FREE Subscription to our
just enter your email address
View Previous Issues



There's a difference between
anti-Semitism and anti-Zionism

Faisal Bodi
The Guardian
December 20, 2001

December 9, Whitehall. The annual Al-Quds (Jerusalem) Day demonstration is coming to a rowdy climax. Unusually, it is highly charged this year, but it's another difference that catches the eye.

From atop some steps a tremulous voice rises above the rallying crowd. The root cause of the Middle East conflict, it is saying, is Zionism. Without an end to this racist ideology and the dismantling of Israel, there will never be any peace. There are roars of approval. Somebody initiates a round of "Allahu-Akbar". The yellow and green flags of Hezbollah fly once again.

But here's the rub. The man they're cheering is Rabbi Goldstein, an orthodox Jew of the Neturei Karta. As he speaks, a clutch of photographers vie to capture the same image: another rabbi, pig-tailed and in his bekisch, standing in front of an animated young Muslim, punching the air, his head draped in a kefiyeh. "Judaism yes, Zionism no," chants the crowd.

It's iconoclasm in motion. Hezbollah and the Homburg, Muslim and Jews, standing shoulder to shoulder to demolish a great myth of our time: that anti-Zionism and anti-semitism are the same thing.

Rabbis of the New York branch of the same order, numbering hundreds of thousands of Jews worldwide, also relayed their message to this summer's UN conference on racism in Durban, which, unlike Linda Grant, I observed first hand.

Travelling there in a joint delegation with the Islamic Human Rights Commission, they took the event by storm. For decades Zionists have been slurring Jewish opponents of Zionism, such as Noam Chomsky and Norman Finkelstein, as self-hating Jews, and their gentile allies as anti-semites. Since the rabbis cannot be accused of either, they are the perfect myth-busters.

Before Zionism reared its ugly head, Muslims and Jews enjoyed amicable relations. The prophet Mohammed kept a Jewish wife, Safiya. The great 12th-century Jewish physician-philosopher Maimonides was physician to Saladin. In 1492, when the Catholic monarchs Ferdinand and Isabella forced Jews to renounce their religion, they went to Morocco, where they flourished.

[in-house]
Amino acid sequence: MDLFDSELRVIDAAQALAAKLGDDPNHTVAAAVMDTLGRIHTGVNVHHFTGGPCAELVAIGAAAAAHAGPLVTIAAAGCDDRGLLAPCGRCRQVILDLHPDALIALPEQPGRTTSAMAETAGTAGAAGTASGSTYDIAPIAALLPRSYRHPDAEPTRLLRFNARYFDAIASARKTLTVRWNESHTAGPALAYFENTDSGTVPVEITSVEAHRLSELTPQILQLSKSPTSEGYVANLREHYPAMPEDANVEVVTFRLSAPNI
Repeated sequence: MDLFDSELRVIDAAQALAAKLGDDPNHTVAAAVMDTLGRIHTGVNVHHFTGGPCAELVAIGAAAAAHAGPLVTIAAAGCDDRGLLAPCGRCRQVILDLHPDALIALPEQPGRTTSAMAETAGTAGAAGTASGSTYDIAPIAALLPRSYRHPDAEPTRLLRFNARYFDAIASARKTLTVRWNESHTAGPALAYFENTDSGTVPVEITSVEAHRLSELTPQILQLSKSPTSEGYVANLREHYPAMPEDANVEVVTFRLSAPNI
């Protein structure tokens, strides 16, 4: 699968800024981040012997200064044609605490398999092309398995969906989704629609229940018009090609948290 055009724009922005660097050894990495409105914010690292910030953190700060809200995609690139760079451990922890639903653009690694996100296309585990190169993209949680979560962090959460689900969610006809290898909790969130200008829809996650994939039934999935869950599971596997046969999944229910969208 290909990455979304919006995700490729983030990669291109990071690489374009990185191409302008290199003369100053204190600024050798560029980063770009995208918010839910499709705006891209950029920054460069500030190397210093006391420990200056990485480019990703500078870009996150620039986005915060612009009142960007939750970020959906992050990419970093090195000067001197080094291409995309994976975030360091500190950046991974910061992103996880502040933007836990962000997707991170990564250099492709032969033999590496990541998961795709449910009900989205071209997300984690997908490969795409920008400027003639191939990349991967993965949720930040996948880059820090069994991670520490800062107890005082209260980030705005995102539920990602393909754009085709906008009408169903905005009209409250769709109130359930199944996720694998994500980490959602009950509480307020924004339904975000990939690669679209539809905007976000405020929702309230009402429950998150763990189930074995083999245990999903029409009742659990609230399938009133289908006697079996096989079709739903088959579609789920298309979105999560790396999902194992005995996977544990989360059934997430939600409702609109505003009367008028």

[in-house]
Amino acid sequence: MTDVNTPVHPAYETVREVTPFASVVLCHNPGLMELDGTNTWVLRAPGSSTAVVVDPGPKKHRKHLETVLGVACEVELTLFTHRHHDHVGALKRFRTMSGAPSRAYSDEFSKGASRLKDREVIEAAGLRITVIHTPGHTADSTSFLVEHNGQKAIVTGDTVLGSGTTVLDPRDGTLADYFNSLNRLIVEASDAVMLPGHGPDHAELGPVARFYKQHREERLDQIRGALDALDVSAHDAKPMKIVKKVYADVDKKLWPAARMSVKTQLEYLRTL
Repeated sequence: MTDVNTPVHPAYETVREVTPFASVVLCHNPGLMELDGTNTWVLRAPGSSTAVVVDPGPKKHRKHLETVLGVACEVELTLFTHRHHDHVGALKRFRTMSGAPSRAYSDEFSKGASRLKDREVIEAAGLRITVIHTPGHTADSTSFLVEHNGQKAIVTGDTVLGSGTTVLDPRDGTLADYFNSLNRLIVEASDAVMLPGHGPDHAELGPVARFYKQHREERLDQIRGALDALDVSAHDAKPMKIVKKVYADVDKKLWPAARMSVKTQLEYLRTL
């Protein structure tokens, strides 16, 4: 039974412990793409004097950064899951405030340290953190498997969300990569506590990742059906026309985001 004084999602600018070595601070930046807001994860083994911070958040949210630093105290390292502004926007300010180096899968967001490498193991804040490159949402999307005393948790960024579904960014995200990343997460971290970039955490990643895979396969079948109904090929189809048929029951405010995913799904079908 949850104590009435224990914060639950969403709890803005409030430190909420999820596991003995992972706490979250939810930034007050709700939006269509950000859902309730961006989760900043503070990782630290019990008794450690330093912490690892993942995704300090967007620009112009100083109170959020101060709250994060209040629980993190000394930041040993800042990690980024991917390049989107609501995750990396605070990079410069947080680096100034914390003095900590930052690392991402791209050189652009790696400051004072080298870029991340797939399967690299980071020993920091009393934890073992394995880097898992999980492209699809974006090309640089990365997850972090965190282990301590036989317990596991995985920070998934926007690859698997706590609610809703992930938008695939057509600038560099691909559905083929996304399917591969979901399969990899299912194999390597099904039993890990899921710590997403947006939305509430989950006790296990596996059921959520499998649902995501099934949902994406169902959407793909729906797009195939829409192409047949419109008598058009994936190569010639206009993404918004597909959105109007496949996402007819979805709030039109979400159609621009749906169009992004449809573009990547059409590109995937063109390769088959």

Emerging in 19th-century Europe, out of nationalist sentiment and a reaction to anti-semitism, Zionism poisoned this congenial atmosphere. Indeed, until the colonial state materialised in 1948, and reprisal attacks for the expulsion and massacres of Palestinians drove them out, large, thriving Jewish communities were a feature of Arab and north African cities.

Israel killed peaceful coexistence. And in order to immunise itself, and its founding myths, it soon found a convenient device in the stain of anti-semitism. For any potential critic, the fear of being charged with the crimes of the Nazis was the ultimate deterrent, an act of professional suicide.

The mud is slung at anyone who dares attack the law of return, the de facto ban on Arabs acquiring land, the continued confiscation of their soil, Israel's refusal to let the 1948 and 1967 refugees return, and its politicians' claims to the site of the Al-Aqsa mosque. In Israel, the state's raison d'être is above questioning, and anyone violating that sacred cow faces jail. It is OK, though, for Zionist Israelis to call Arabs "cockroaches", deny their right to statehood, and demand their "transfer".

Now Zionists want to include in the infinitely elastic definition of anti-semite those who oppose a two-state solution. This is almost too absurd to dignify. Will they label anti-white all those black people in South Africa who wanted the dismantling of apartheid?

Anti-semitism and Islamaphobia are related hatreds. But a growing source for the latter is the Israel-first lobby among the Jewish community in this country. The far right's change of strategy to target "the Muslim problem" has barely excited a whimper from the Zionist Jewish Board of Deputies.